In accordance with this invention, the processor 120 includes a timer 128 that is configured to measure the time between a request from the verifier 126 and a response from an external source, either the actual CD 130, or the remote source 140, to facilitate an assessment by the verifier 126 of the physical proximity of the source of the response. In a preferred embodiment, the verifier 126 is configured to filter or average the response times, so as to allow for minor perturbations in the response time from an authorized source 130, while still being able to distinguish a response from a physically remote source 140. For example, using conventional statistical techniques, the verifier 126 may continue to request sections from the unknown source until a statistically significant difference from the expected response time of a local source 130 is detected. In a simpler embodiment, if the response time is below a delay threshold N out of M times, the verifier 126 is configured to conclude that the source must be local. These and other techniques for assessing physical proximity based on temporal proximity will be evident to one of ordinary skill in the art in view of this disclosure.

The principles of this invention are applicable to other applications as well. In an analogous application, for example, the renderer 122 and access device 132 may be challenge-response devices that are configured to exchange security keys, using for example, a smart card as the media 130. If an unauthorized user attempts to exchange keys by processing the challenge-responses via access to a system that is potentially able to overcome the security of the exchange, the timer 128 will be able to detect the abnormal lag between the challenge and response, and terminate the key-exchange. In like manner, if a system expects all accesses to be from terminals that are in a common physically secured area, the timer 128 will be able to detect abnormal lags if the system becomes a target of a remote access ‘hacker’ or other attempted accesses from outside the physically secured area.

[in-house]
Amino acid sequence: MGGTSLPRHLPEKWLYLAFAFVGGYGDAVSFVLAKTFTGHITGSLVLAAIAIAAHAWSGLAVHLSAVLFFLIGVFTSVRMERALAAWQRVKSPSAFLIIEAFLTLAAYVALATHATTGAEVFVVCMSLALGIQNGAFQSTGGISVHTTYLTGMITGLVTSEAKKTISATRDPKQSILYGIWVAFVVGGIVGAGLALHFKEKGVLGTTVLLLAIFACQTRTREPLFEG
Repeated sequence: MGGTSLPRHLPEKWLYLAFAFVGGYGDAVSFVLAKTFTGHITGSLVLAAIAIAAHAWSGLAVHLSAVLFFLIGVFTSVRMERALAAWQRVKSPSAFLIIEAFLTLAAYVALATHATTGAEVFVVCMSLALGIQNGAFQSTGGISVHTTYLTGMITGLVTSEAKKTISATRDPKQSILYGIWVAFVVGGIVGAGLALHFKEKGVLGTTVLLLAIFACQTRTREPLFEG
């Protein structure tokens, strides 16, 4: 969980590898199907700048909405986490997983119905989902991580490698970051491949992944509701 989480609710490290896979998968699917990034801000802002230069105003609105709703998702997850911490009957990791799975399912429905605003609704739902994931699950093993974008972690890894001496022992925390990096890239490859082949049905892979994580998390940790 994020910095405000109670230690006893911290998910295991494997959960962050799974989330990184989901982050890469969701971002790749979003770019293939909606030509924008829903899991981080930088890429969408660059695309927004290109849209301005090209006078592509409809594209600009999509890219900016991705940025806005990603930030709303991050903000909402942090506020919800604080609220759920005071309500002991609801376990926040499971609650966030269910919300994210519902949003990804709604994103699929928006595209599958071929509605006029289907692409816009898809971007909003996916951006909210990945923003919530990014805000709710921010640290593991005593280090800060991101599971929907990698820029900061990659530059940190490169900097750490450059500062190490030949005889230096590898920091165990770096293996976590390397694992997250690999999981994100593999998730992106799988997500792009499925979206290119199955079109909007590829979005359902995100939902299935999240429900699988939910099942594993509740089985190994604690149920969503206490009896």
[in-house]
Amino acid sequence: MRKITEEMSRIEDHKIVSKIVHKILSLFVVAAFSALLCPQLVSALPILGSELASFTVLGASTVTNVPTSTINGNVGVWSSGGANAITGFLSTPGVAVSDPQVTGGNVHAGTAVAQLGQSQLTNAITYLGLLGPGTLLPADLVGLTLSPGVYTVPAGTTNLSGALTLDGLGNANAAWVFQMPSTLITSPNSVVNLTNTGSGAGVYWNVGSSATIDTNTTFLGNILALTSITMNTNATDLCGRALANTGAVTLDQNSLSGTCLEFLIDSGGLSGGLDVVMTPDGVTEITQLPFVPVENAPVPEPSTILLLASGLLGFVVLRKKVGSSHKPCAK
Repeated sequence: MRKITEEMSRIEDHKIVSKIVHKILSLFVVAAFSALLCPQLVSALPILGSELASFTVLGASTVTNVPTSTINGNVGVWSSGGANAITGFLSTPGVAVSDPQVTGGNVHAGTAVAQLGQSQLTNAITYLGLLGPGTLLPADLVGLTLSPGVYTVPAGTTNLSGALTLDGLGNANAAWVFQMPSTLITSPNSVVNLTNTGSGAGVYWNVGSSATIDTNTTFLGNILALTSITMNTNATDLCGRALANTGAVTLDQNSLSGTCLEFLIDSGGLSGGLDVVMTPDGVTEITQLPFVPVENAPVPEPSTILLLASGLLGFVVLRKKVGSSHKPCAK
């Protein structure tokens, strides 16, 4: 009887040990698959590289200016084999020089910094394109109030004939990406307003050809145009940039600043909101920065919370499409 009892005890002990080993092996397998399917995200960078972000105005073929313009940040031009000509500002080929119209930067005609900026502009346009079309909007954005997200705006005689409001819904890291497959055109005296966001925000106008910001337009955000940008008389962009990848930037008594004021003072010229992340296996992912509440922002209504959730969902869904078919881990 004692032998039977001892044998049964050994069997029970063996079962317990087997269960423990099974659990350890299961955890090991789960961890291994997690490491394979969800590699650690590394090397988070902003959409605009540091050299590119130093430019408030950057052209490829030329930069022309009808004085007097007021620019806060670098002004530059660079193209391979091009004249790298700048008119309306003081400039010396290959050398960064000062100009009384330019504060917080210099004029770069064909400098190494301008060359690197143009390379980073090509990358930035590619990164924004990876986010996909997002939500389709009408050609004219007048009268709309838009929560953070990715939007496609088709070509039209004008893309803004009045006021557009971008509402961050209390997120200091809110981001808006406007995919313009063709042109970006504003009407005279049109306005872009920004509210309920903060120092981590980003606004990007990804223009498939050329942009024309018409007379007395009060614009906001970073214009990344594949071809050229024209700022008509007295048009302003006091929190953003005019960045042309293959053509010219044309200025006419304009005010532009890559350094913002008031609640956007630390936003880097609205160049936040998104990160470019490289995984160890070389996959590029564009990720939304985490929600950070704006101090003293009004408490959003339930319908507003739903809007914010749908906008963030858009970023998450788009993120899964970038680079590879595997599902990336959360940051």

Preferably, the verifier 126 is configured to request random source information. In the example of a CD media 130, the verifier 126 is configured to request access to randomly selected sections on the media 130 until sufficient confidence is gained whether the source is local or remote. In other applications, the verifier 126 is configured to merely monitor, and time, transactions that routinely occur between a requesting device 122 and an access device 132, to detect abnormally long response times. In other applications, the verifier 126 may merely control the order of occurrence of routine data access requests. For example, when reading information from an user's identification device, the verifier 126 may be configured to sometimes ask for the user's name first, identification number next, fingerprint next, and so on; at a next session, the verifier 126 may ask for the identification number first, a voiceprint next, and so on, thereby preventing a pre-recorded sequence of responses. Similarly, in an application intended to prevent the downloading of data from a remote site, the verifier 126 in the example of FIG. 1 may merely request portions of the requested data in a different order sequence, to determine whether the requested data is local or remote. In like manner, to prevent the unauthorized download of information from a network, the verifier and time may be placed at the remote site, and configured to measure the transport time of the data. For example, in a conventional network having error-detection capabilities, the verifier may be configured to purposely transmit erroneous data, or an erroneous sequence of data, and measure the time duration until a request-for-retransmission occurs. If the receiving site is local, the request-for-retransmission should occur substantially quicker than if the receiving site is remote. In this example, the erroneous transmission constitutes a “requests” for a “response” from the receiving system. These and other timing schemes will be evident to one of ordinary skill in the art.

The foregoing merely illustrates the principles of the invention. It will thus be appreciated that those skilled in the art will be able to devise various arrangements which, although not explicitly described or shown herein, embody the principles of the invention and are thus within its spirit and scope. For example, although the invention is presented in the context of detecting responses that are abnormally slow, the principles of the invention can also be applied for detecting responses that are abnormally fast. For example, if a system is configured to read information from a magnetic strip on a card, there is an expected lag associated with the swiping of the card. If the information is provided without this lag, for example, from a computer that is configured to bypass the magnetic strip reader, a security alert may be warranted. These and other system configuration and optimization features will be evident to one of ordinary skill in the art in view of this disclosure, and are included within the scope of the following claims.

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Classifications
U.S. Classification380/258, 713/168, 726/27
International ClassificationG06F12/14, G06F21/00, G06F21/24, H04L29/06, H04L9/32
Cooperative ClassificationH04L63/10, H04L9/3271, G06F2221/2111, G06F21/554, H04L63/0492, G06F21/10
European ClassificationH04L63/04B16, G06F21/55B, G06F21/10, H04L63/10